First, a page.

Perhaps you’ve heard of a small news story the past few days. Apparently a hateful, racist, conspiracy theorist loaded up with gas masks, bombs, and smoke grenades attacked the wonderfully diverse NYC. He was also described as 5’5″, 170 lbs, wearing a grey hoodie, and a high vis construction vest.
If you’re a typical news blip reader, this probably paints one singular picture, and that’s by design.
Given that you’re a based chad Hyphen-Report enjoyer, you already know this guy was a black supremacist, constantly spewing anti-White hatred, who advocated for the death of “Whitey”.
Is the media hiding facts like this, and to what extent? Let’s investigate.
You would think that someone with such an obvious political motive would have this detailed in the media articles covering him, but this simply isn’t the case.
- The New York Times fails to mention his race in their nearly 2000 word diatribe
- Reuters similarly follows course with a complete lack of this descriptor
- The Washington Post actually does mention it, but only under the context of him being against training programs for black “youths”
Media be like
Other fascinating editorial decisions include CNN calling him a “black gentleman” and the NY Post inexplicably removing “black” and only “black” from their
cover up write up.
And as it turns out, the above trends are far more wide reaching than you might imagine.
A Vast Cover Up
In an analysis from the Free Beacon covering over 1100 articles from Chicago Tribune, Los Angeles Times, New York Times, Philadelphia Inquirer, San Francisco Chronicle, and Minneapolis’s Star-Tribune, we begin to see how deep this agenda goes.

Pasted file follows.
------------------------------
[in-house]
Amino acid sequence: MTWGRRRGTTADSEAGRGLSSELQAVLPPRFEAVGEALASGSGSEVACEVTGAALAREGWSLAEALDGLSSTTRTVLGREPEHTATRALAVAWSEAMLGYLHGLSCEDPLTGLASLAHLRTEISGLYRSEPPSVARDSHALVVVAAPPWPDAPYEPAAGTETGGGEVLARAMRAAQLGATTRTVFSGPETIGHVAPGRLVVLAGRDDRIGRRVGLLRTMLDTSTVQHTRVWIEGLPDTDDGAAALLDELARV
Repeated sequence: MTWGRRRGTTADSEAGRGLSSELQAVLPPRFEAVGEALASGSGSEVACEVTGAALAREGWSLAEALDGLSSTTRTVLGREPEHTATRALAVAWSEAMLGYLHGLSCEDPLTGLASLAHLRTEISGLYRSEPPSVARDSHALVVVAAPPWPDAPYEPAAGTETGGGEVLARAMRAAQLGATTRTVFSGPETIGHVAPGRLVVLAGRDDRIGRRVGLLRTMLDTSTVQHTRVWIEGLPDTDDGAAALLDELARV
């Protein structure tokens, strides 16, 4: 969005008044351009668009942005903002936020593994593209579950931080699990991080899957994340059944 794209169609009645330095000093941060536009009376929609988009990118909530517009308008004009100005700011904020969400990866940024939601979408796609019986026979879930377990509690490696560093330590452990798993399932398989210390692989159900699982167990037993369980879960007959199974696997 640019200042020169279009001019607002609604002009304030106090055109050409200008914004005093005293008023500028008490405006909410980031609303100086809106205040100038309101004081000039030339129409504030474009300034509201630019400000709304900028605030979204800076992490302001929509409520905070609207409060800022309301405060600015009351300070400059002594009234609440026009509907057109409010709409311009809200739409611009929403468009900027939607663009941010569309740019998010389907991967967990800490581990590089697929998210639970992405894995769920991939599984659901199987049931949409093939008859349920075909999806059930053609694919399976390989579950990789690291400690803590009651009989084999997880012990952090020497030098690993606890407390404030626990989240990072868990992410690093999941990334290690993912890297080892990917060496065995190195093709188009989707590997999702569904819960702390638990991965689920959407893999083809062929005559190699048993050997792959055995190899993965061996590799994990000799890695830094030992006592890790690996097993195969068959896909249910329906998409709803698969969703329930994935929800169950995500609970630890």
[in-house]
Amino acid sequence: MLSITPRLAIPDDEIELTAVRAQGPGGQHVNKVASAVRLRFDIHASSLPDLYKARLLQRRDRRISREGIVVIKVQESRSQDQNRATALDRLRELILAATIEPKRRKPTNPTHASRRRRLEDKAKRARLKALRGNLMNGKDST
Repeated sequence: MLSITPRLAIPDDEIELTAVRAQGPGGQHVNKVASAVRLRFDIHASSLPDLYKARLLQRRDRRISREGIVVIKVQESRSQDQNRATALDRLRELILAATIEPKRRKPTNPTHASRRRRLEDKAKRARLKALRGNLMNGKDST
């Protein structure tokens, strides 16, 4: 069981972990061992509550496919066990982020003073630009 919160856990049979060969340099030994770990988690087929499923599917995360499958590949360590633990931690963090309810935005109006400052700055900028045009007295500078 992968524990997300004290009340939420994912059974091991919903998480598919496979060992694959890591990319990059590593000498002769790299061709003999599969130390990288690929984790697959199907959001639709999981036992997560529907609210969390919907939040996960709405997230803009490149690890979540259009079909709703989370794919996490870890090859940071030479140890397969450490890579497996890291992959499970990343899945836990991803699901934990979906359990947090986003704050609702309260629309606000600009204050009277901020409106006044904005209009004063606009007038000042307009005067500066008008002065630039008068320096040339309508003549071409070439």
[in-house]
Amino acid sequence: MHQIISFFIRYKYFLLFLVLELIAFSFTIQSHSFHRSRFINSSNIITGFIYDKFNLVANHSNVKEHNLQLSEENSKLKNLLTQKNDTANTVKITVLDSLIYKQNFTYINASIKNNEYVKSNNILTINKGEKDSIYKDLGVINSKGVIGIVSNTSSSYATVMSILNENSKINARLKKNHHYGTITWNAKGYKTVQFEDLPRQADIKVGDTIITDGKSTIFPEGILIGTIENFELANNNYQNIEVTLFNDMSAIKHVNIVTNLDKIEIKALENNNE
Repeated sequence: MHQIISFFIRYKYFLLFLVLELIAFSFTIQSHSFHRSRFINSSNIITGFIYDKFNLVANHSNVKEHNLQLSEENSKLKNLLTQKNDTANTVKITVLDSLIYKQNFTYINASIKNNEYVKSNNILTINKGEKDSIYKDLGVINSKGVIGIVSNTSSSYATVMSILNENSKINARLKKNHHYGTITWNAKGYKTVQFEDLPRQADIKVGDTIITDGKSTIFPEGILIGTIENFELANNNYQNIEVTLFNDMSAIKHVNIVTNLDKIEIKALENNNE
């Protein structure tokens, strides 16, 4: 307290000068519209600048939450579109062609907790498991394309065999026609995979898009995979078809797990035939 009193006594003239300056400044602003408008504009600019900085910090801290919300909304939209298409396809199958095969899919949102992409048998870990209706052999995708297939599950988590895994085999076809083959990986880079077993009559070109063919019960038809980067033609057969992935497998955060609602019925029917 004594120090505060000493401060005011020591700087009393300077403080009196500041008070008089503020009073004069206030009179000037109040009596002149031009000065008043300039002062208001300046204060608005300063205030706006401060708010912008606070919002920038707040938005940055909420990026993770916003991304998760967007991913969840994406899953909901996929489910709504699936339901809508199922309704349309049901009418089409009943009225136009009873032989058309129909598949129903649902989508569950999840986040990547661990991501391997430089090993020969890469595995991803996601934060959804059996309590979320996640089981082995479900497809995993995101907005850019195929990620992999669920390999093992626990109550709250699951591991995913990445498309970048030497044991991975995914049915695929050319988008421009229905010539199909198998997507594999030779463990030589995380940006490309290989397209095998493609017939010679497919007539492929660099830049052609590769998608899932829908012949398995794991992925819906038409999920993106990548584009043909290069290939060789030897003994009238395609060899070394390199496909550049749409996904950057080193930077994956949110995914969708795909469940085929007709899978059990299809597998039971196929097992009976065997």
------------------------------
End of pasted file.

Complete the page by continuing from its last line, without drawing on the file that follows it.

- These papers are three to four times more likely to mention an offender’s race at all if he is white, a disparity that grew in the wake of George Floyd’s death in 2020 and the protests that followed.
- This is a result from the George Floyd “racial reckoning” which showed a major shift in journalists emphasizing that the criminal justice system is inherently racist.
Here, we see that most articles will mention a murderer’s race almost immediately if White, but wait until the final third of the article to mention race if the suspect is black.
This, of course, assumes they even mention it at all..
This chart reveals that not only are journalists less likely to list the race of blacks early on in the article, but are much less likely to mention it at all.
This follows the quite ahead of its time Coulter’s Law, pegged back in 2015.
Getting back into the “racial reckoning” following George Floyd’s Summer of peaceful protests, we see that while some were busy looting Target and Foot Locker, journalists were busy giving their news coverage strategy a complete overhaul.
While a statistically significant decrease in the mentioning of “black” for a suspect’s race was more or less to be expected in current year, we see a dramatic uptick in calling out the race if they happen to be White.
A Change In Agenda
Going further, we see even more subversive changes in media reporting.
- The Inquirer stopped publishing mugshots due to them reinforcing “negative stereotypes”
- Others ceased the use of terms like “felon” in favor of “formerly incarcerated person”
- Meanwhile, the AP discouraged the use of terms like “riot” due to racist connotations
The New York Times claims this is a difficult, but necessary change in order to promote “moral clarity” over “objectivity.” This would be an insane stance to read just ten years back, but we now live in a world where objectivity, truth, and actual clarity are not goals to achieve, but obstacles to overcome.